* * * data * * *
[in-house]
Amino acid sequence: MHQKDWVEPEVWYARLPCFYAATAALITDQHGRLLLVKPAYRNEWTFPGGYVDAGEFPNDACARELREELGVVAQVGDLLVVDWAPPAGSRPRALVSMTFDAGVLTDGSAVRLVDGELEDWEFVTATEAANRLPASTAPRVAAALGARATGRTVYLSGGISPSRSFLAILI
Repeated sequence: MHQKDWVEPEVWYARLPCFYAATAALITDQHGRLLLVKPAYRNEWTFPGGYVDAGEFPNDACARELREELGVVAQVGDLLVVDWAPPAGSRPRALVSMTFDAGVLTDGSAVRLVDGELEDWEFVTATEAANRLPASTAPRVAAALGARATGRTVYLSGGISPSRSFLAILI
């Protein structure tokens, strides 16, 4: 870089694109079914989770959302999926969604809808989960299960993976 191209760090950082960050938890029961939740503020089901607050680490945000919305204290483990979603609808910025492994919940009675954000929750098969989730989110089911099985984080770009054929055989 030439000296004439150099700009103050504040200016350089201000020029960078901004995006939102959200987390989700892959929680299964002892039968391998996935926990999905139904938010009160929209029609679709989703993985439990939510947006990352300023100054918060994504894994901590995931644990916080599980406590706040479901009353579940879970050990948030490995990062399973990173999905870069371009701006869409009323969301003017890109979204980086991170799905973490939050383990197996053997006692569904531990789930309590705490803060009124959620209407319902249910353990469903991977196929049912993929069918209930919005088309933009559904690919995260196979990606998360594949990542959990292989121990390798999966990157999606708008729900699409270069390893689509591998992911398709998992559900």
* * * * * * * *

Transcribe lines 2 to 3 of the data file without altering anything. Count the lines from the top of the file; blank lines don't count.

Amino acid sequence: MHQKDWVEPEVWYARLPCFYAATAALITDQHGRLLLVKPAYRNEWTFPGGYVDAGEFPNDACARELREELGVVAQVGDLLVVDWAPPAGSRPRALVSMTFDAGVLTDGSAVRLVDGELEDWEFVTATEAANRLPASTAPRVAAALGARATGRTVYLSGGISPSRSFLAILI
Repeated sequence: MHQKDWVEPEVWYARLPCFYAATAALITDQHGRLLLVKPAYRNEWTFPGGYVDAGEFPNDACARELREELGVVAQVGDLLVVDWAPPAGSRPRALVSMTFDAGVLTDGSAVRLVDGELEDWEFVTATEAANRLPASTAPRVAAALGARATGRTVYLSGGISPSRSFLAILI